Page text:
For more information visit https://edis.ifas.ufl.edu/publication/ST312

New Home Construction and Impacts of Existing Plants

New Home Construction and Impacts of Existing Plants

As we have all observed communities are growing in the Panhandle through new home construction or through renovation of existing properties.  This article will address new home construction.  Many questions come to mind as construction begins with some of these questions needing to be addressed prior to start of construction.  Determining impacts on the plant resources that already exist on the site should be included in the planning, design, construction and post-construction phases to be successful in achieving a healthy vibrant landscape for all to enjoy.

Photo Courtesy: Stephen Greer

Homes in community developments are being located on smaller lots in groups with conservation areas saved for the open spaces for all to enjoy.  An older term for this was new urbanism and now is often referred to as conservation or clustered development.  This type of development identifies and encourages environmentally friendly habitats for plants and animals creating a biodiversity within a walkable neighborhood designed to protect yet allow residence to enjoy some of the Northwest Florida beauty.

How can the objectives of building the new home desired, manage to protect the healthy plants already existing on the site?  These challenges are difficult to answer but there are steps to accomplish both.  For this article I will address construction and tree protection.

Protecting existing trees during the construction and post-construction phases takes expertise and a plan.  First, consider hiring a professional arborist or urban forester to assist in this plan development.  Understanding the existing trees on site prior to construction from the variety, location, visual impacts, size, overall health and location on the property are a good start.  How do you protect the selected trees?  First identify the trees that will need to be removed.  Look for unhealthy stressed trees, significant limb death already occurring, poor crown growth (thinning) and other observations.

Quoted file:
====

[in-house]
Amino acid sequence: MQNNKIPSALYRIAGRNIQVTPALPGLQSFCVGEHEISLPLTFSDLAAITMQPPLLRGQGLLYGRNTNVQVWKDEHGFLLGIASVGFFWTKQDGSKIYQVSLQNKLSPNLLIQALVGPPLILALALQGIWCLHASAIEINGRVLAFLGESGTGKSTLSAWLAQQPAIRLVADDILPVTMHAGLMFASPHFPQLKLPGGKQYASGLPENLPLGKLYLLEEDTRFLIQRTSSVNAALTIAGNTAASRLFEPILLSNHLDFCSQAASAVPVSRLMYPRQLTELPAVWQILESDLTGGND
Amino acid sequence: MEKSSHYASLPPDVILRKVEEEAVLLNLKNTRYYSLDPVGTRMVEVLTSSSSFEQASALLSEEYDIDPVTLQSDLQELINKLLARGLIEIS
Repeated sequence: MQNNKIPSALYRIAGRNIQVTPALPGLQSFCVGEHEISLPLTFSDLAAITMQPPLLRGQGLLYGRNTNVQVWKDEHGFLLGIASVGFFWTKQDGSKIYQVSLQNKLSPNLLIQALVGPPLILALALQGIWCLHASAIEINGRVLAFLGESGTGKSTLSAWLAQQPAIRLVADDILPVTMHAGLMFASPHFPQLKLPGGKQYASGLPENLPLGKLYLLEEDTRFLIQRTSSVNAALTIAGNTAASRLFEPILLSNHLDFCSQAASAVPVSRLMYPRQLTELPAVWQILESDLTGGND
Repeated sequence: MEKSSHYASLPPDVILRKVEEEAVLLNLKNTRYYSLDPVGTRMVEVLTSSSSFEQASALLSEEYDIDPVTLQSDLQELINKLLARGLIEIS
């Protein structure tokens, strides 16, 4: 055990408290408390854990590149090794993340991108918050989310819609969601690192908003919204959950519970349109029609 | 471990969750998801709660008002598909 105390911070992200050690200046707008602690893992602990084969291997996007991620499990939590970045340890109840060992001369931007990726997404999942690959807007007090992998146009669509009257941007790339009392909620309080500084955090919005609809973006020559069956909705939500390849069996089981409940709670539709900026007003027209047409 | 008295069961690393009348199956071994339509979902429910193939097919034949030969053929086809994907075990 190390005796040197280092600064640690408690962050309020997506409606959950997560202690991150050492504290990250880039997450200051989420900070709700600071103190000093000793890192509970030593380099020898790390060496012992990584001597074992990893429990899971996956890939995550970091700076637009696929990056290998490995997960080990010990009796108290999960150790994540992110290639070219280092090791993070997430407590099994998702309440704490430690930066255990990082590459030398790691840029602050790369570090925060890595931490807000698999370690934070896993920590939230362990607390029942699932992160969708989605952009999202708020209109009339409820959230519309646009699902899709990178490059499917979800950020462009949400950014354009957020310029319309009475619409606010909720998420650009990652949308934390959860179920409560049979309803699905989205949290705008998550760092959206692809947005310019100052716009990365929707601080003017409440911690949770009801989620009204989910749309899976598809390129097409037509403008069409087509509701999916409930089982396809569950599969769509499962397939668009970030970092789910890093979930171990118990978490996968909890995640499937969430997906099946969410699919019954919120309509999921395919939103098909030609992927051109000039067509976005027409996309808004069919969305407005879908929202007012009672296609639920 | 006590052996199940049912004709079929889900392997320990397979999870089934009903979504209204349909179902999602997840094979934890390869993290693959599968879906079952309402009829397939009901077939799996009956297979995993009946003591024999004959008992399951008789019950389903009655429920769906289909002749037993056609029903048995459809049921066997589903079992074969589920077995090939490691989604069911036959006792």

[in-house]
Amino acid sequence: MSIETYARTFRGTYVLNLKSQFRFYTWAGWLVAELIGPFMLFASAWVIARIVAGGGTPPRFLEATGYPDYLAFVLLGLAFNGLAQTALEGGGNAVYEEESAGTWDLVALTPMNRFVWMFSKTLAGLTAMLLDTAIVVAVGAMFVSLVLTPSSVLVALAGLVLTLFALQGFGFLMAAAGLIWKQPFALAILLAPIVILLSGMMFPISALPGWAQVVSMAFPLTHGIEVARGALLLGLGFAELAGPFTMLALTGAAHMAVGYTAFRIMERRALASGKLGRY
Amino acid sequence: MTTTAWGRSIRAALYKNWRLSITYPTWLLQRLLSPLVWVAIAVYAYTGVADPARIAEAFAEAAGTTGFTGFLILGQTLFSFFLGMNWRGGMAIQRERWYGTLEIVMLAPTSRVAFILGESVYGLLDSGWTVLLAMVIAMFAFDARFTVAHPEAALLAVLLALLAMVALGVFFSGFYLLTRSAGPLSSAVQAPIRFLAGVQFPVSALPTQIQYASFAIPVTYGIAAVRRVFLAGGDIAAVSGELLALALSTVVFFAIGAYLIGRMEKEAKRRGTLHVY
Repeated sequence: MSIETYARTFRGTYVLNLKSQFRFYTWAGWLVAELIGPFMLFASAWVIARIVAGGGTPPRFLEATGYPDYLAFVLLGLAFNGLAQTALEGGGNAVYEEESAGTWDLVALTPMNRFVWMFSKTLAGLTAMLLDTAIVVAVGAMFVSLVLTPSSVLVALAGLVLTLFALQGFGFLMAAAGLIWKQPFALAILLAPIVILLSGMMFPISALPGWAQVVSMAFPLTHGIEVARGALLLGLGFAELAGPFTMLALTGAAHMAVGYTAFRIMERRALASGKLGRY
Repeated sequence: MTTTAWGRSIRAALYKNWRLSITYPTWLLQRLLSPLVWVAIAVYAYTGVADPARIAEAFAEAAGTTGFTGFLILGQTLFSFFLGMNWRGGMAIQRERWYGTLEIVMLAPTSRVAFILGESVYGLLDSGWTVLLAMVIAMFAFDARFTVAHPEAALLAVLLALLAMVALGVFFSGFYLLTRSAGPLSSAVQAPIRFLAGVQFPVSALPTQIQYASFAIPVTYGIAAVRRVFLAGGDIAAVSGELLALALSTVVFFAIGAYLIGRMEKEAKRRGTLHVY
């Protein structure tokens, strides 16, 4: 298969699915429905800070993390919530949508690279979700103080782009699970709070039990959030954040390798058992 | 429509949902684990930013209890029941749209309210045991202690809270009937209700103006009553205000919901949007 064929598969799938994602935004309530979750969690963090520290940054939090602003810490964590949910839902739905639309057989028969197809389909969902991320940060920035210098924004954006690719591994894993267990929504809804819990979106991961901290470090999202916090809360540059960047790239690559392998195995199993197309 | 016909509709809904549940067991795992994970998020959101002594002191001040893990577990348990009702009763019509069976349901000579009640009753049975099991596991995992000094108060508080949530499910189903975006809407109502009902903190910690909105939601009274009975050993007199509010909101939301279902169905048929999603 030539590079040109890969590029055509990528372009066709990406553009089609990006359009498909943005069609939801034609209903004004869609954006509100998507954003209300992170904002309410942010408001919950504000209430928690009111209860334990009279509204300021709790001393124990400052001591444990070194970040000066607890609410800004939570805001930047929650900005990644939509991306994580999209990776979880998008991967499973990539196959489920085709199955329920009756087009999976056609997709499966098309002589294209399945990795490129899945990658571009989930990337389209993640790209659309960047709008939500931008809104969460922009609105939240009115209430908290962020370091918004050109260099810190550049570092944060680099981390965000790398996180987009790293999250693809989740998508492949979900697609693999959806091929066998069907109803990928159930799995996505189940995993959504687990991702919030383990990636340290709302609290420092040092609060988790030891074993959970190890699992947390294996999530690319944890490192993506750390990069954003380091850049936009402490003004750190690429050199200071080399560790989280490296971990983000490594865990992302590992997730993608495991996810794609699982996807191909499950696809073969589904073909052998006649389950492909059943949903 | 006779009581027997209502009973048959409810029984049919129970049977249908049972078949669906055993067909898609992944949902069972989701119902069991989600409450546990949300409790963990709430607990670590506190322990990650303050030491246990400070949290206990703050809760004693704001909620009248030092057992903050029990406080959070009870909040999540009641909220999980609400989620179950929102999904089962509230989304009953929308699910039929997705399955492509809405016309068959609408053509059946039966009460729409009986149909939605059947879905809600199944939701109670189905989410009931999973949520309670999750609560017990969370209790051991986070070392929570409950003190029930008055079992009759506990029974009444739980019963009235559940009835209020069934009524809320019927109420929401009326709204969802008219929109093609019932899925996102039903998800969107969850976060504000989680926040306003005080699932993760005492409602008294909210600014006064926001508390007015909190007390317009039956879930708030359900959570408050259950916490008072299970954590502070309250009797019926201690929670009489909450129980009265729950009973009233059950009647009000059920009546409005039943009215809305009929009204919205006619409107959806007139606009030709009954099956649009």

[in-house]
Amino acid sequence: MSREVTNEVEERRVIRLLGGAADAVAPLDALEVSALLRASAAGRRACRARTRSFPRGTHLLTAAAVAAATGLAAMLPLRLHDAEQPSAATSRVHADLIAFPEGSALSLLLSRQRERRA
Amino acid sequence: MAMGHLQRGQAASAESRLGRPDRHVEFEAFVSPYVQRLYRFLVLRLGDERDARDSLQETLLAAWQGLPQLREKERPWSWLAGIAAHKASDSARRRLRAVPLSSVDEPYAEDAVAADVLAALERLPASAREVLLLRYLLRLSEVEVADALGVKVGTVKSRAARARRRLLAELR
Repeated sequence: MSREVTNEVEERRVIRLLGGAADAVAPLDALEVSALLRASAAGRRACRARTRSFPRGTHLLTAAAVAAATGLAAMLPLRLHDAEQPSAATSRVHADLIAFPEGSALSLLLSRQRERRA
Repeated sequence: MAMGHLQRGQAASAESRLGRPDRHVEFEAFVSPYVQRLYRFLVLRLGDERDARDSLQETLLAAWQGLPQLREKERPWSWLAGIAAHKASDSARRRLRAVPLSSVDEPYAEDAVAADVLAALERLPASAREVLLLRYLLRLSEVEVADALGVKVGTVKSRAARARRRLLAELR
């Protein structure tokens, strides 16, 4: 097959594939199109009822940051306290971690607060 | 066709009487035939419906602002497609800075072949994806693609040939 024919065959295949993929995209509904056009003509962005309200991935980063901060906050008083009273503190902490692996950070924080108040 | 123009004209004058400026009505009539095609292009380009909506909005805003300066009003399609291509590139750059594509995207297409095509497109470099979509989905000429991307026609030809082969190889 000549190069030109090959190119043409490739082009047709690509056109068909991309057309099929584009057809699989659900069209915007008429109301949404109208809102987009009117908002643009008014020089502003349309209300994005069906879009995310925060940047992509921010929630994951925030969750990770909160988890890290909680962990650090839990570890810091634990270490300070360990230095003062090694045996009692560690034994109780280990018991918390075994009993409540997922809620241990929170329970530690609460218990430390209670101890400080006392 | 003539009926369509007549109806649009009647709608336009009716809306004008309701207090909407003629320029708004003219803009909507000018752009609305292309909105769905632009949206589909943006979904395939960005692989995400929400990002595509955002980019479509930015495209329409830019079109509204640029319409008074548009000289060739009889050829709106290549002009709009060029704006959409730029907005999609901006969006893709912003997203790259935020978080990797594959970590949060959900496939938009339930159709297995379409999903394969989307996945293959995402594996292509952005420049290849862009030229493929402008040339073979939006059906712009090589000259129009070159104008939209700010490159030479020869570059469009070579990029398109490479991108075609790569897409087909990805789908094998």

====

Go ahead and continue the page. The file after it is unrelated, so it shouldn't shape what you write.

Photo Courtesy: Stephen Greer

The next step is to make a sight plan that needs to include grading needs for the home, drainage on the property, existing trees and surrounding vegetation, property lines, set back requirements, driveway location, utility placements and site of home.  Flag trees that will be impacted and will need to be removed during the construction.

Following the sight plan, a tree protection plan needs to occur.  This must happen before construction begins and include all parties involved to make sure all are in agreement.  This is the stage where the group can identify conflicts involving tree protection and construction.  Oversight by the owner, contractor and equipment operators is critical.  A tree protection zone must be identified and implemented before construction.  This typically involves setting up a fence around the protected trees and vegetation to restrict access of equipment and potential damage to the root system.  A rule of thumb is to maintain a radius of at least 1.25 feet of protected area for each 1 inch of tree trunk diameter.  An example would be a 12-inch diameter tree trunk with good protection at 15 feet to best protection at 30 feet of radius.

Photo Courtesy:  Stephen Greer

The point is to give the best chance of a health survival of the tree during this soil and site disturbance as the construction process progress all the way to post construction with the removal of the protective fencing.  Difficult decisions may need to be made of selecting trees to protect but will be needed.  Enjoy the successes and plan for creating a new landscape that includes part of conserving plants that were there before and going forward.